Comprising Denmark, Finland, Iceland, Norway, Sweden and their associated territories, the Nordic countries are geographically located in Northern Europe. Spanning almost 1.2 million square kilometres, the Nordic countries are home to around 24 million people. Each of them has made the list of the top 30 richest countries in the world in terms of gross domestic product per capita. Due to their good economic positions, the Nordic countries represent a desirable market for companies all around the world. However, entering this region can be difficult at first, especially if you are not familiar with the linguistic identity of these countries.
The Nordic Languages
To understand the very basics of the Nordic languages, we first need to make an important linguistic distinction. On the one hand, we have the North Germanic languages, which include Norwegian, Swedish, Danish, Icelandic and Faroese. On the other hand, we have the rest of the Nordic languages: Finnish, Greenlandic and the Sámi languages.
The Scandinavian Languages
The North Germanic Languages, especially Norwegian, Swedish and Danish, are also known as the Scandinavian languages (they are related to German and English). Around 20 million people use these languages in their everyday lives. They are part of the Indo-European language family (like the majority of European languages) and share numerous linguistic features that help many people understand each other and bring cultural unity to the region.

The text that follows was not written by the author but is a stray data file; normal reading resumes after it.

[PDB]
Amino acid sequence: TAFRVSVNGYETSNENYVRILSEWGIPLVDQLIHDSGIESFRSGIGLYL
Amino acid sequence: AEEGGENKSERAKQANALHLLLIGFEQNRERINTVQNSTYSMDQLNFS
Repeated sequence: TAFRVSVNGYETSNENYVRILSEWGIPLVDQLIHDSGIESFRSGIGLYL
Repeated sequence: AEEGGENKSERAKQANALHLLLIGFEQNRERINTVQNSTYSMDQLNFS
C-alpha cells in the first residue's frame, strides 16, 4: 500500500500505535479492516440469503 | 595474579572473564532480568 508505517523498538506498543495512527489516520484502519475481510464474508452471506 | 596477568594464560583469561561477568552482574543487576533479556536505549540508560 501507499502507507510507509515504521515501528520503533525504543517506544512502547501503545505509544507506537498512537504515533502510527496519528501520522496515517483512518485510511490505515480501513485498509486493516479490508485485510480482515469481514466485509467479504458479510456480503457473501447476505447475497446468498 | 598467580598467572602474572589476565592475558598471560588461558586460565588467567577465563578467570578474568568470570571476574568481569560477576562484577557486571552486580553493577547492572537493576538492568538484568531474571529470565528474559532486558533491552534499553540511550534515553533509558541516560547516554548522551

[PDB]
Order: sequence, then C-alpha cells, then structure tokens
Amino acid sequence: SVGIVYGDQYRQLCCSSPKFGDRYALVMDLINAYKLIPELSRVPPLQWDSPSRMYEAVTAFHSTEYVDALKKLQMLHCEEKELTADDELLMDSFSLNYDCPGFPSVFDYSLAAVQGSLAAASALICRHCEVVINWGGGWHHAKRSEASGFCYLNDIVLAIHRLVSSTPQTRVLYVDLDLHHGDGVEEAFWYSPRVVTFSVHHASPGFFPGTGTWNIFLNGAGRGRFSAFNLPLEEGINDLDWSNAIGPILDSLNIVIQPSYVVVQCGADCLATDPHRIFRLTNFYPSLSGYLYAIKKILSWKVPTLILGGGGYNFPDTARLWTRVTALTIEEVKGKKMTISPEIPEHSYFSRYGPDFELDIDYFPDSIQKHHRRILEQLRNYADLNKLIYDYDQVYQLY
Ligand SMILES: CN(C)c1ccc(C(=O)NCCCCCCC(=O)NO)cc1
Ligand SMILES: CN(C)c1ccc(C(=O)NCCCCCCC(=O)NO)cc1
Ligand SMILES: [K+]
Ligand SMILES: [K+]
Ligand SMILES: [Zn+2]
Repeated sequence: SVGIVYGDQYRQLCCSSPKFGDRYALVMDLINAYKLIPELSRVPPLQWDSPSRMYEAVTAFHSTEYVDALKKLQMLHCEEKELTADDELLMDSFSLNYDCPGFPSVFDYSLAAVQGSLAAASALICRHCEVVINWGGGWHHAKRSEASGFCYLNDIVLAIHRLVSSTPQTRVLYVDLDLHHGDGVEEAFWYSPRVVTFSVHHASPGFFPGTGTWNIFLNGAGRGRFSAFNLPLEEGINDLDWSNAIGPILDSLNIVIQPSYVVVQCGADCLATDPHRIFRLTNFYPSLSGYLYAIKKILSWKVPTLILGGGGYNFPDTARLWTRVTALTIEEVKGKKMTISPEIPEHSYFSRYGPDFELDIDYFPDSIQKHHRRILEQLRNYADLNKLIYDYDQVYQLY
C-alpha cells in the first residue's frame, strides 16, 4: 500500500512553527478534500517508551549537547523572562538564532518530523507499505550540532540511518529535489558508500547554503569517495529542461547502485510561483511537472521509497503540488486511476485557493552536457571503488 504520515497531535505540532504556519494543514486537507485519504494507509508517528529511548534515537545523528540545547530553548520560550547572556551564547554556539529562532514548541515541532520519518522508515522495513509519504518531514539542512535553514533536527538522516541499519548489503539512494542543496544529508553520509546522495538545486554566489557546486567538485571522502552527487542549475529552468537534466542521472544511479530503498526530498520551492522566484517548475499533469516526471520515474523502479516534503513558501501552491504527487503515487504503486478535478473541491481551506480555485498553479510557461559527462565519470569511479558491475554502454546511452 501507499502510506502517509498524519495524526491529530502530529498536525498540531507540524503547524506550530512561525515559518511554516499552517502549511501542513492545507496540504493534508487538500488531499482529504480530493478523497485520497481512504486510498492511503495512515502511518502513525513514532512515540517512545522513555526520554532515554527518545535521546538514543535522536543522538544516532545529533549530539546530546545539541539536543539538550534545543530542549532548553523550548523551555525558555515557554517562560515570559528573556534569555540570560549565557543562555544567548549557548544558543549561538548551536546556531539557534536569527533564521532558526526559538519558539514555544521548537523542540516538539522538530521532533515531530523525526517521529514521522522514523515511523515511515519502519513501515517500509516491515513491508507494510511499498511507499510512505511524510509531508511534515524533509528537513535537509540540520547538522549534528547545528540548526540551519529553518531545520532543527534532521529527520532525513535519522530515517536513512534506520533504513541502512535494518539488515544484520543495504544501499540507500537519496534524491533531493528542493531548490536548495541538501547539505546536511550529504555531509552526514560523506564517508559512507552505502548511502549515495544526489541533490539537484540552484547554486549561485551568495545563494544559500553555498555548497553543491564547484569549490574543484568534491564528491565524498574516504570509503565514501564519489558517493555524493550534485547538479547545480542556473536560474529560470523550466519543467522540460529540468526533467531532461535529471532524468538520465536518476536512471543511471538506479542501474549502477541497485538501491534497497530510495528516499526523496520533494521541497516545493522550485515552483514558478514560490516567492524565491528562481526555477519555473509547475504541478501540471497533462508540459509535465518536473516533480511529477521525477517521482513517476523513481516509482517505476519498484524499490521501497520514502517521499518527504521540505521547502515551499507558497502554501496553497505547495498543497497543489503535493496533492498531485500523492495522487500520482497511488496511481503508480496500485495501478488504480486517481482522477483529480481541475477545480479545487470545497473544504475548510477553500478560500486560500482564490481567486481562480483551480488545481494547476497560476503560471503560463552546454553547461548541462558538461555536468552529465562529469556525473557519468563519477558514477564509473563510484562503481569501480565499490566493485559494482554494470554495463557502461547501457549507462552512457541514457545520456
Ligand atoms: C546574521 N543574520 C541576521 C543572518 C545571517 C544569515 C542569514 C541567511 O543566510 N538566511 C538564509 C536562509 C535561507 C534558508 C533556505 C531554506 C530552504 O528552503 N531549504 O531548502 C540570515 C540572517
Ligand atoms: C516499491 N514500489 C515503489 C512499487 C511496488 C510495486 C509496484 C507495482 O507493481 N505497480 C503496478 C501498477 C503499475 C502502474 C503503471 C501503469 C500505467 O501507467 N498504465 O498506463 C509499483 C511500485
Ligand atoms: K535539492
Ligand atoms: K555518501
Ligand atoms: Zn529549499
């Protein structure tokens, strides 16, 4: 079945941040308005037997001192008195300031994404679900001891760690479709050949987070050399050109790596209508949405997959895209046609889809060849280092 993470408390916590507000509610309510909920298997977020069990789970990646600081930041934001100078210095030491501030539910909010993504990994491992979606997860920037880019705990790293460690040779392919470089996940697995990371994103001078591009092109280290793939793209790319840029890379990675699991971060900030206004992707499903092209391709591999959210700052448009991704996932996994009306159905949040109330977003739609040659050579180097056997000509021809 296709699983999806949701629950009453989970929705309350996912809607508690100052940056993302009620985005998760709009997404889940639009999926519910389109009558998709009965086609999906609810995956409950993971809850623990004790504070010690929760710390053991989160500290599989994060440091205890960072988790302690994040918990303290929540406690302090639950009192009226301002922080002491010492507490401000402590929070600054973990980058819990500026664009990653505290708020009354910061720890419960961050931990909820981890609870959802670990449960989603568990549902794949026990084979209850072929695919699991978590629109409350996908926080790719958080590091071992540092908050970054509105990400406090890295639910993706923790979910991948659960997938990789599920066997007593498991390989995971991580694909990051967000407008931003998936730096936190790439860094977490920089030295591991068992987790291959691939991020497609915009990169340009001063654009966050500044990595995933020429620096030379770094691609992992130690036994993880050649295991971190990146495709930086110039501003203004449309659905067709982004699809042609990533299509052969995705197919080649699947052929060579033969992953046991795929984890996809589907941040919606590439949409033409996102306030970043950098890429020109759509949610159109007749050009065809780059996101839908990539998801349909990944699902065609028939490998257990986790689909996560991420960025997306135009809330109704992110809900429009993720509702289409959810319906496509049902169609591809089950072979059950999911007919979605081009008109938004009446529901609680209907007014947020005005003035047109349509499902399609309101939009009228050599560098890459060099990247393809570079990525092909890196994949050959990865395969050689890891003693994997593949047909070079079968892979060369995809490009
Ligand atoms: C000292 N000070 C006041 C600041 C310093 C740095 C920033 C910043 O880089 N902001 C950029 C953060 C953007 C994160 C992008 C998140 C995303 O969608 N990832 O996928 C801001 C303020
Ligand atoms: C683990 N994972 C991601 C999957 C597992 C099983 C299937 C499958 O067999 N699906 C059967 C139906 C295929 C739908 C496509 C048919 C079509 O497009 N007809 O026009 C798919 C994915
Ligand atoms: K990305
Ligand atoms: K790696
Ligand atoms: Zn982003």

Many linguists agree that Danish, Norwegian and Swedish function as a Scandinavian dialect continuum because the languages (and their different dialects) are so similar and mutually intelligible to a great extent. However, each of them has numerous characteristics making them unique and complex. Here are a few:
1 – Danish and Norwegian share a lot of vocabulary and grammar features that standard Swedish doesn’t have. Norwegian speakers are the best at understanding Swedish and Danish, but the Swedish are not that good at deciphering Danish in general.
2 – Even if the various Swedish, Danish and Norwegian dialects are not always mutually intelligible in their spoken forms, these languages are rather similar when written.
3 – Danish also has plenty of dialects, but they are usually not present in the written form.
4 – Norwegian has two distinct written forms: Bokmål (“book language”), which is more influenced by standard Danish, and Nynorsk (“new Norwegian”), which is based on several rural dialects spoken in western Norway. Both are official and widely used, but neither is widely spoken, as Norwegians speak in their own dialect – even the Prime Minister.
The rest of the Nordic Languages
Icelandic is a North Germanic language, and because Iceland was isolated from Scandinavia for a very long time, Icelandic remained, in many ways, closest to the dialects spoken in Scandinavia in the Middle Ages. But even if there are similarities, Icelandic is not commonly understood by people from Scandinavia.
Faroese is also a North Germanic language spoken by people mainly in the Faroe Islands, but also a small minority in Denmark. Faroese and Icelandic are close relatives but are not mutually intelligible in speech. However, the written forms of the languages are quite similar, largely owing to Faroese’s etymological orthography.